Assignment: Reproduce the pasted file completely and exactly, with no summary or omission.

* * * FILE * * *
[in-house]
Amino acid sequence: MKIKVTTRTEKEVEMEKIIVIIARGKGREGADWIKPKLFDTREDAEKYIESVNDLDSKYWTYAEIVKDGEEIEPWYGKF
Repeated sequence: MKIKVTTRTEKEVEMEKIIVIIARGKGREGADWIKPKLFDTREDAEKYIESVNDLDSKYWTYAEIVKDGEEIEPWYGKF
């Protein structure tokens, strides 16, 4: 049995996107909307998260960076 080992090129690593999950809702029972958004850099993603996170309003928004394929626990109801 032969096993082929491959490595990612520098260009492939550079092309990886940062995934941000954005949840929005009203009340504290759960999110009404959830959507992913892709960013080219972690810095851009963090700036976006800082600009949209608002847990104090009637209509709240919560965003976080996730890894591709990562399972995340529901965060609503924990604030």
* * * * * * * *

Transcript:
[in-house]
Amino acid sequence: MKIKVTTRTEKEVEMEKIIVIIARGKGREGADWIKPKLFDTREDAEKYIESVNDLDSKYWTYAEIVKDGEEIEPWYGKF
Repeated sequence: MKIKVTTRTEKEVEMEKIIVIIARGKGREGADWIKPKLFDTREDAEKYIESVNDLDSKYWTYAEIVKDGEEIEPWYGKF
């Protein structure tokens, strides 16, 4: 049995996107909307998260960076 080992090129690593999950809702029972958004850099993603996170309003928004394929626990109801 032969096993082929491959490595990612520098260009492939550079092309990886940062995934941000954005949840929005009203009340504290759960999110009404959830959507992913892709960013080219972690810095851009963090700036976006800082600009949209608002847990104090009637209509709240919560965003976080996730890894591709990562399972995340529901965060609503924990604030």